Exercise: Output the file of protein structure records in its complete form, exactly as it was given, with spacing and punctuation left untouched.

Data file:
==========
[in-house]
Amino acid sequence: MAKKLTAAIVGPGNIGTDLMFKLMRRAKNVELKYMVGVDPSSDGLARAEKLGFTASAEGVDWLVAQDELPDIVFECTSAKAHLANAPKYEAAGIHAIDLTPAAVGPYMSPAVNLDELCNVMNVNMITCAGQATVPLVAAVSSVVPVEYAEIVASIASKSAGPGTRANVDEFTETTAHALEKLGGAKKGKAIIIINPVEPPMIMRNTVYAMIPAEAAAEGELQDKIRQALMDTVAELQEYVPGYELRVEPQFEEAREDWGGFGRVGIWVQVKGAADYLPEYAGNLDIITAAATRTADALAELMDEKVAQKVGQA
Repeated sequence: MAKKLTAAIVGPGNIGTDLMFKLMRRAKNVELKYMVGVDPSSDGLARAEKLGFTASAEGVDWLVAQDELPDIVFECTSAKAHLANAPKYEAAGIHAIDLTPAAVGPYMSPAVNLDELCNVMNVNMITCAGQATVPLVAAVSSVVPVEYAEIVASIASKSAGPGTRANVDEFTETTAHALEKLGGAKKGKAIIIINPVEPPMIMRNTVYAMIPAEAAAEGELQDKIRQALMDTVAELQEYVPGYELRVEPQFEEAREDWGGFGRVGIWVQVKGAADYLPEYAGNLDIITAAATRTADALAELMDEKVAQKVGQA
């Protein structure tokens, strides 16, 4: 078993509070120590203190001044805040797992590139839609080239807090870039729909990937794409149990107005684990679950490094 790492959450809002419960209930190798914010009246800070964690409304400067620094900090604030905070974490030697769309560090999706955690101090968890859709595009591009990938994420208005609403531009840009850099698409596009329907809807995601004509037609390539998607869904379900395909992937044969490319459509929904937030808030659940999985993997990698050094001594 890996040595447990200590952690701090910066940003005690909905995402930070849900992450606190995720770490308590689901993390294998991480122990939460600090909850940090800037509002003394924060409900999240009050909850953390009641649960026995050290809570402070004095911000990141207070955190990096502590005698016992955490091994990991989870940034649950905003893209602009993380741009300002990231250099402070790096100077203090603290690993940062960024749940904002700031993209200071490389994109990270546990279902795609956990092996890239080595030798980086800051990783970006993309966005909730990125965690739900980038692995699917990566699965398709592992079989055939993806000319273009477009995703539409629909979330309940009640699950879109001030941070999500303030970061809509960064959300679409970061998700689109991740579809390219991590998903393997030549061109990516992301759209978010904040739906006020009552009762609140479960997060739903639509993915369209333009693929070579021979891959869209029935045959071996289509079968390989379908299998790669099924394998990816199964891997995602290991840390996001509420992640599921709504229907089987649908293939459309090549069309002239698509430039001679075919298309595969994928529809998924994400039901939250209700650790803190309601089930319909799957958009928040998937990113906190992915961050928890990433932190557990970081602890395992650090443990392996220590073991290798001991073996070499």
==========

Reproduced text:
[in-house]
Amino acid sequence: MAKKLTAAIVGPGNIGTDLMFKLMRRAKNVELKYMVGVDPSSDGLARAEKLGFTASAEGVDWLVAQDELPDIVFECTSAKAHLANAPKYEAAGIHAIDLTPAAVGPYMSPAVNLDELCNVMNVNMITCAGQATVPLVAAVSSVVPVEYAEIVASIASKSAGPGTRANVDEFTETTAHALEKLGGAKKGKAIIIINPVEPPMIMRNTVYAMIPAEAAAEGELQDKIRQALMDTVAELQEYVPGYELRVEPQFEEAREDWGGFGRVGIWVQVKGAADYLPEYAGNLDIITAAATRTADALAELMDEKVAQKVGQA
Repeated sequence: MAKKLTAAIVGPGNIGTDLMFKLMRRAKNVELKYMVGVDPSSDGLARAEKLGFTASAEGVDWLVAQDELPDIVFECTSAKAHLANAPKYEAAGIHAIDLTPAAVGPYMSPAVNLDELCNVMNVNMITCAGQATVPLVAAVSSVVPVEYAEIVASIASKSAGPGTRANVDEFTETTAHALEKLGGAKKGKAIIIINPVEPPMIMRNTVYAMIPAEAAAEGELQDKIRQALMDTVAELQEYVPGYELRVEPQFEEAREDWGGFGRVGIWVQVKGAADYLPEYAGNLDIITAAATRTADALAELMDEKVAQKVGQA
């Protein structure tokens, strides 16, 4: 078993509070120590203190001044805040797992590139839609080239807090870039729909990937794409149990107005684990679950490094 790492959450809002419960209930190798914010009246800070964690409304400067620094900090604030905070974490030697769309560090999706955690101090968890859709595009591009990938994420208005609403531009840009850099698409596009329907809807995601004509037609390539998607869904379900395909992937044969490319459509929904937030808030659940999985993997990698050094001594 890996040595447990200590952690701090910066940003005690909905995402930070849900992450606190995720770490308590689901993390294998991480122990939460600090909850940090800037509002003394924060409900999240009050909850953390009641649960026995050290809570402070004095911000990141207070955190990096502590005698016992955490091994990991989870940034649950905003893209602009993380741009300002990231250099402070790096100077203090603290690993940062960024749940904002700031993209200071490389994109990270546990279902795609956990092996890239080595030798980086800051990783970006993309966005909730990125965690739900980038692995699917990566699965398709592992079989055939993806000319273009477009995703539409629909979330309940009640699950879109001030941070999500303030970061809509960064959300679409970061998700689109991740579809390219991590998903393997030549061109990516992301759209978010904040739906006020009552009762609140479960997060739903639509993915369209333009693929070579021979891959869209029935045959071996289509079968390989379908299998790669099924394998990816199964891997995602290991840390996001509420992640599921709504229907089987649908293939459309090549069309002239698509430039001679075919298309595969994928529809998924994400039901939250209700650790803190309601089930319909799957958009928040998937990113906190992915961050928890990433932190557990970081602890395992650090443990392996220590073991290798001991073996070499």